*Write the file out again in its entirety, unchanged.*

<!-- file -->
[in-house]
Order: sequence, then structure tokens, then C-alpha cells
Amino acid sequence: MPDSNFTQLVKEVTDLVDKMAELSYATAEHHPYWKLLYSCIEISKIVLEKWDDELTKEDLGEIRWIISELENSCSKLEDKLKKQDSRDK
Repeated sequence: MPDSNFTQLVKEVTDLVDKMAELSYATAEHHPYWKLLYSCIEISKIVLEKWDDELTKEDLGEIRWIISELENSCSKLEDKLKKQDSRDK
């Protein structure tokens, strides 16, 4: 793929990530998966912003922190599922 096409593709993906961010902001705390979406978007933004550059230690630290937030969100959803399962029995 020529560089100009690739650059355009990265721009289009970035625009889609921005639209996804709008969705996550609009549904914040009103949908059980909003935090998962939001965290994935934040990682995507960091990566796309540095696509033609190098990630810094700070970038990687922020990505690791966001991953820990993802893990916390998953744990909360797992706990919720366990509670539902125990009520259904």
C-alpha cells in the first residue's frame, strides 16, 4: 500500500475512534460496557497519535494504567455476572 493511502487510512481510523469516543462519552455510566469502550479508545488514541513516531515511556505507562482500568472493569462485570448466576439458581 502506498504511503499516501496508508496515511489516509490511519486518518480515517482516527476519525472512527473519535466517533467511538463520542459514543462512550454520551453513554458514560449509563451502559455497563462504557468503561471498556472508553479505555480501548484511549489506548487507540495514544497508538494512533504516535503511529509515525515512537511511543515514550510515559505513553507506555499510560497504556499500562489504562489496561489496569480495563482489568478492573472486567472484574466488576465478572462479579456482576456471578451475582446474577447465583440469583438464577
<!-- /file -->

[in-house]
Order: sequence, then structure tokens, then C-alpha cells
Amino acid sequence: MPDSNFTQLVKEVTDLVDKMAELSYATAEHHPYWKLLYSCIEISKIVLEKWDDELTKEDLGEIRWIISELENSCSKLEDKLKKQDSRDK
Repeated sequence: MPDSNFTQLVKEVTDLVDKMAELSYATAEHHPYWKLLYSCIEISKIVLEKWDDELTKEDLGEIRWIISELENSCSKLEDKLKKQDSRDK
């Protein structure tokens, strides 16, 4: 793929990530998966912003922190599922 096409593709993906961010902001705390979406978007933004550059230690630290937030969100959803399962029995 020529560089100009690739650059355009990265721009289009970035625009889609921005639209996804709008969705996550609009549904914040009103949908059980909003935090998962939001965290994935934040990682995507960091990566796309540095696509033609190098990630810094700070970038990687922020990505690791966001991953820990993802893990916390998953744990909360797992706990919720366990509670539902125990009520259904």
C-alpha cells in the first residue's frame, strides 16, 4: 500500500475512534460496557497519535494504567455476572 493511502487510512481510523469516543462519552455510566469502550479508545488514541513516531515511556505507562482500568472493569462485570448466576439458581 502506498504511503499516501496508508496515511489516509490511519486518518480515517482516527476519525472512527473519535466517533467511538463520542459514543462512550454520551453513554458514560449509563451502559455497563462504557468503561471498556472508553479505555480501548484511549489506548487507540495514544497508538494512533504516535503511529509515525515512537511511543515514550510515559505513553507506555499510560497504556499500562489504562489496561489496569480495563482489568478492573472486567472484574466488576465478572462479579456482576456471578451475582446474577447465583440469583438464577